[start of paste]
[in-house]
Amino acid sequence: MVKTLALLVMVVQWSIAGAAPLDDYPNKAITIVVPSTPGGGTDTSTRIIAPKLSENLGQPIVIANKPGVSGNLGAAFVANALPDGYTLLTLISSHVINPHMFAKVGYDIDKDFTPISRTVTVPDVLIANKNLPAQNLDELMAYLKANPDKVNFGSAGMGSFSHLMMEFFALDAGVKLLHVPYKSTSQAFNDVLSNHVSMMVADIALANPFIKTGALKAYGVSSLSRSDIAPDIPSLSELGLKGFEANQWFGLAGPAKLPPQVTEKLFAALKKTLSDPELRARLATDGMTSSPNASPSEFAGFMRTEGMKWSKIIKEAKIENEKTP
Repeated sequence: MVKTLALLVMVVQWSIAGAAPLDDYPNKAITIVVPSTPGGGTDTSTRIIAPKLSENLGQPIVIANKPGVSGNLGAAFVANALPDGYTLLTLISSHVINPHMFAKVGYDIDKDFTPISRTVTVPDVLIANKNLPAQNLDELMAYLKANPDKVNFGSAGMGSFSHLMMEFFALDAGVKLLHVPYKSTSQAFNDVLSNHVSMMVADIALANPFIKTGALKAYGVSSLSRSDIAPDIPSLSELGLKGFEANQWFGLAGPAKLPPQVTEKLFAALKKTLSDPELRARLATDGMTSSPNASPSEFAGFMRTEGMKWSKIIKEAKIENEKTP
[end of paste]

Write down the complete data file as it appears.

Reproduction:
[in-house]
Amino acid sequence: MVKTLALLVMVVQWSIAGAAPLDDYPNKAITIVVPSTPGGGTDTSTRIIAPKLSENLGQPIVIANKPGVSGNLGAAFVANALPDGYTLLTLISSHVINPHMFAKVGYDIDKDFTPISRTVTVPDVLIANKNLPAQNLDELMAYLKANPDKVNFGSAGMGSFSHLMMEFFALDAGVKLLHVPYKSTSQAFNDVLSNHVSMMVADIALANPFIKTGALKAYGVSSLSRSDIAPDIPSLSELGLKGFEANQWFGLAGPAKLPPQVTEKLFAALKKTLSDPELRARLATDGMTSSPNASPSEFAGFMRTEGMKWSKIIKEAKIENEKTP
Repeated sequence: MVKTLALLVMVVQWSIAGAAPLDDYPNKAITIVVPSTPGGGTDTSTRIIAPKLSENLGQPIVIANKPGVSGNLGAAFVANALPDGYTLLTLISSHVINPHMFAKVGYDIDKDFTPISRTVTVPDVLIANKNLPAQNLDELMAYLKANPDKVNFGSAGMGSFSHLMMEFFALDAGVKLLHVPYKSTSQAFNDVLSNHVSMMVADIALANPFIKTGALKAYGVSSLSRSDIAPDIPSLSELGLKGFEANQWFGLAGPAKLPPQVTEKLFAALKKTLSDPELRARLATDGMTSSPNASPSEFAGFMRTEGMKWSKIIKEAKIENEKTP